Our multidimensional analysis strategy, tailored to the high genotyping coverage (and, hence, high LD) required for fine mapping causal variants can provide a more complete picture of the likely causal variants in a region. Any fine mapping study is limited by the set of variants included for study. While we attempted to survey the fullest possible set of SNPs and small indels by using dense genotyping data, plus imputation to the 1000 Genomes Project data, we cannot be sure we included all variants that might affect gene function without sequencing of cases and controls [41]. Further, larger indels, VNTRs and microsatellites remain particularly difficult to genotype with accuracy yet may contribute to disease. Therefore, it is important to bear in mind that all claims that a particular variant is causal are conditional on the true causal variants being accurately genotyped and included in the study.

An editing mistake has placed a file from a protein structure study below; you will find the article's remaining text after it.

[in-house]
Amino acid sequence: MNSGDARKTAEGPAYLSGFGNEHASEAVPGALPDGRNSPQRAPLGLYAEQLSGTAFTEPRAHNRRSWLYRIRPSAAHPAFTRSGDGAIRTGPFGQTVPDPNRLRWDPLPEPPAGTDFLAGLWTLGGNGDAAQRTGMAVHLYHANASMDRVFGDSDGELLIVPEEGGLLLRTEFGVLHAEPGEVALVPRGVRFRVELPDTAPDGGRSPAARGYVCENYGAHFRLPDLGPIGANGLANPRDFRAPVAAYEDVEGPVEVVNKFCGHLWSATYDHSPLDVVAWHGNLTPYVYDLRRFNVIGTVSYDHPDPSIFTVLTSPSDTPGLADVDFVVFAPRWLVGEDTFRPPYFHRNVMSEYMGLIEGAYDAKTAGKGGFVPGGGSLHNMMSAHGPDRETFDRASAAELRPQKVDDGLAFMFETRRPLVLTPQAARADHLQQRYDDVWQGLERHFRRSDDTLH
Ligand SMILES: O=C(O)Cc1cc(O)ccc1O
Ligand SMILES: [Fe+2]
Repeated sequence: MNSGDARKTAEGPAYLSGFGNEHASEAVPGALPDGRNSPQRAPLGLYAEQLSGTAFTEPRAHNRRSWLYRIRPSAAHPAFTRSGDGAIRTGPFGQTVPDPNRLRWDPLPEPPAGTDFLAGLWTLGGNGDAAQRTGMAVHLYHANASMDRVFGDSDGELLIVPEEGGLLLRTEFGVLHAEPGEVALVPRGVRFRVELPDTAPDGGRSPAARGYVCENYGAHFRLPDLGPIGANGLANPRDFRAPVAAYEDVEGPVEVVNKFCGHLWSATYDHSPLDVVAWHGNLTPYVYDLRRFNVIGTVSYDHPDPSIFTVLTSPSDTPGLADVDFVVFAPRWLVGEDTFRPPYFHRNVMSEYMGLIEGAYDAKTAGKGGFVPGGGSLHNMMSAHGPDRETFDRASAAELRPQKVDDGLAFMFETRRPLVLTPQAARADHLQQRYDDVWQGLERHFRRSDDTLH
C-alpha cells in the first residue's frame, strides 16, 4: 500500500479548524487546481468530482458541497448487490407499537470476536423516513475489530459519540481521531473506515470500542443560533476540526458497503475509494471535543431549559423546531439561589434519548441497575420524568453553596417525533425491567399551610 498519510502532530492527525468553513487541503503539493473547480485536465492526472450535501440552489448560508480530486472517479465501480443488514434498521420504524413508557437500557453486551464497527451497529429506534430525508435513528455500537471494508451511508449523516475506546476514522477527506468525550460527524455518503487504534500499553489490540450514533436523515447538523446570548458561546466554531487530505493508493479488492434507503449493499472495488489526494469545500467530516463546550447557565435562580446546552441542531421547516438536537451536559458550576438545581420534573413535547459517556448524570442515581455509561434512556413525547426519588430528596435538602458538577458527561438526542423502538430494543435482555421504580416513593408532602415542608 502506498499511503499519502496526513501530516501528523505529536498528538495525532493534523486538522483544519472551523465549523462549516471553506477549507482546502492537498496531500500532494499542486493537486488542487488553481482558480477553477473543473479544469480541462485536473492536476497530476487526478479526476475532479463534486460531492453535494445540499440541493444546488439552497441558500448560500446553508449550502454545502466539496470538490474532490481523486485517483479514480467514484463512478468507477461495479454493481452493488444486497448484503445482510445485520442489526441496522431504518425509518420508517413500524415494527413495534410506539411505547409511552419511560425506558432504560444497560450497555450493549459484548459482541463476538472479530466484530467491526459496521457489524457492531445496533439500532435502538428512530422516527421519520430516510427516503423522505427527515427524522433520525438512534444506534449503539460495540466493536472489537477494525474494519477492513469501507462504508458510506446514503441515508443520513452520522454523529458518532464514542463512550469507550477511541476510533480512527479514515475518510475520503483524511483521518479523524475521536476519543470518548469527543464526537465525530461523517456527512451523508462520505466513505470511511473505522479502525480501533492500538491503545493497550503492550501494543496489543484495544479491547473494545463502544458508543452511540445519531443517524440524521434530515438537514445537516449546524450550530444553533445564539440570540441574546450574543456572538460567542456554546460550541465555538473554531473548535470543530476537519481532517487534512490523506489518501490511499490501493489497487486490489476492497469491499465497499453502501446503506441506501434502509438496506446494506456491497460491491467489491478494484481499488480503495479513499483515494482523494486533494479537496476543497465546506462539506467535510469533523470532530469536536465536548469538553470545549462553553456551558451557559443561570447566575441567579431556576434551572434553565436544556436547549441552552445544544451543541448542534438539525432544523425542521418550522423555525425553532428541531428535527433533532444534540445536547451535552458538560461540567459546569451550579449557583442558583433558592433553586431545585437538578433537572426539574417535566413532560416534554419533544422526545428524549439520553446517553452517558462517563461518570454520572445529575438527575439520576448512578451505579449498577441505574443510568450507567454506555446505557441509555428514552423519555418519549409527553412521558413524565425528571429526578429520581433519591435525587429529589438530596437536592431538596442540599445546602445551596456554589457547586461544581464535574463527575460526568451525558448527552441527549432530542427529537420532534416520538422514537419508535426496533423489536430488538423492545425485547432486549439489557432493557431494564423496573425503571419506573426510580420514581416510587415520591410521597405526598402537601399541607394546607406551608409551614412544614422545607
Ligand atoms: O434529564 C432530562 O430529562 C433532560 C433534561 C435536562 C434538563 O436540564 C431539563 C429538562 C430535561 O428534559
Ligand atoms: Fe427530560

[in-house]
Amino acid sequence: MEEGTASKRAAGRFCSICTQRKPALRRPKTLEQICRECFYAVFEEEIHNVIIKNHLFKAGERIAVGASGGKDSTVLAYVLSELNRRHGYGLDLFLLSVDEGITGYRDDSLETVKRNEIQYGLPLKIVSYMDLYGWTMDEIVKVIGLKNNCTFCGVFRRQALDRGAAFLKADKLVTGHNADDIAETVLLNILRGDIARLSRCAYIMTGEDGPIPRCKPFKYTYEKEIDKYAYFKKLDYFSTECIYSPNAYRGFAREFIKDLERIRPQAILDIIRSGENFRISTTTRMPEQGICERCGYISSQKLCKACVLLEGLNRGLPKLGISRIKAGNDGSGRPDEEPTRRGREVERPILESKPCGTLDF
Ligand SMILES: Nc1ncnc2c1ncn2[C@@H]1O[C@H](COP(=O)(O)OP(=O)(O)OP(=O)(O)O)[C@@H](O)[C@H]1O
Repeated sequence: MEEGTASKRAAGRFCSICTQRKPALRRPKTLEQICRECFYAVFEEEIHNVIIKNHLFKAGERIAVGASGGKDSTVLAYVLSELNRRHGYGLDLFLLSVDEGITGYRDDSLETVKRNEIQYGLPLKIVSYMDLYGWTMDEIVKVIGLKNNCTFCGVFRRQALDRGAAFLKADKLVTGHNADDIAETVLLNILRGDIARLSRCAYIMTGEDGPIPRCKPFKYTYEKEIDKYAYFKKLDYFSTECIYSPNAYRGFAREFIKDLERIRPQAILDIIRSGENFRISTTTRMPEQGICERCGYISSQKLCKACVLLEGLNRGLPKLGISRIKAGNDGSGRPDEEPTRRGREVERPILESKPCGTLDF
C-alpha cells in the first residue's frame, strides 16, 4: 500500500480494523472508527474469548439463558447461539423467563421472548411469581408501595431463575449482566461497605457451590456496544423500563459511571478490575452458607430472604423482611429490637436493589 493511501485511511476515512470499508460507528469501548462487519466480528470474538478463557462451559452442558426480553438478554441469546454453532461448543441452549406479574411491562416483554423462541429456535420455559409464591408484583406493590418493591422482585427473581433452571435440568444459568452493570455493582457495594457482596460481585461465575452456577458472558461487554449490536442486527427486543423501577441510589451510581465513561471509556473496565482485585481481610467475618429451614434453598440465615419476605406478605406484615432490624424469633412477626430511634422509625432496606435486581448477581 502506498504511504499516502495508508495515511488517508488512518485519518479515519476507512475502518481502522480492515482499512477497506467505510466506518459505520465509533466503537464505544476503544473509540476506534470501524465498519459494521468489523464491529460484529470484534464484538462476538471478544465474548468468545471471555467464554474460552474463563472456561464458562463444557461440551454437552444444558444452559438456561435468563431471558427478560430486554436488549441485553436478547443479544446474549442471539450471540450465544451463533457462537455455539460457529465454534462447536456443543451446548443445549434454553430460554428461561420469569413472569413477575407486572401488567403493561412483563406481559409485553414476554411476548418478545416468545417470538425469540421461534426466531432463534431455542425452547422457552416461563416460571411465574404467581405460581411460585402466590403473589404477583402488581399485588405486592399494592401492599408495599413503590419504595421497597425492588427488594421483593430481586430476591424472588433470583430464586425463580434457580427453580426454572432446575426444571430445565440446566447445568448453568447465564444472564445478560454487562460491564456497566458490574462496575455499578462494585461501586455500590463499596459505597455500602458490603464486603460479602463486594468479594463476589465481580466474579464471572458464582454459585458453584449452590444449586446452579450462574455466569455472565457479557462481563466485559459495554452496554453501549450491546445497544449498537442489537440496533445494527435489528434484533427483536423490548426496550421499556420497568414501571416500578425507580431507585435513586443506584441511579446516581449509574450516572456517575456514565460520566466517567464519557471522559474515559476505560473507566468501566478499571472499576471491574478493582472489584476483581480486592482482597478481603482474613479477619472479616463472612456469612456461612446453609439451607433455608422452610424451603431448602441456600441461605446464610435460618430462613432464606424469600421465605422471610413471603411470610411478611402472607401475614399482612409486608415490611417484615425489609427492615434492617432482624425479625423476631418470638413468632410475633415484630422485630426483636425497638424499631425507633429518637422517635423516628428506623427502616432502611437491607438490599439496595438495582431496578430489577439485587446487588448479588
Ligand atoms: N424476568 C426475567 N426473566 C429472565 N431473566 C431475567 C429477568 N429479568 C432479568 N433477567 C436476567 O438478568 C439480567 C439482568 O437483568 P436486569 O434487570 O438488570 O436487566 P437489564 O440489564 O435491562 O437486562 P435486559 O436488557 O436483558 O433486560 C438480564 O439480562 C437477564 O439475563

It is well known that functional biological interactions may exist between variants [42], and therefore the possibility of statistical interactions needs to be considered in fine mapping studies. However, the need to fit interaction terms depends on the evolutionary history of the region. In the IL2RA region, there has been very little historical recombination (S1 Fig) and D′ between markers is nearly always 1, also indicating a lack of recombination [43]. As a consequence, only three of the possible four haplotypes that may be formed from any pair of SNPs are observed, and statistical interaction parameters are inestimable. This also implies that there is a one to one transformation between a haplotype model and a model expressing the log odds of disease as a linear function of single SNP effects [44], as we have employed. Thus, for the IL2RA region, we may neglect statistical interactions without making any assumptions about the existence of biological interactions. For our method to be applied to regions in which D′ < 1, it would need extension to include statistical interaction terms. One simple approach, if the number of SNPs is not to large, would be to generate additional variables representing interactions between SNPs with D′ < 1, but extending GUESS to fit interaction terms is another direction for further research.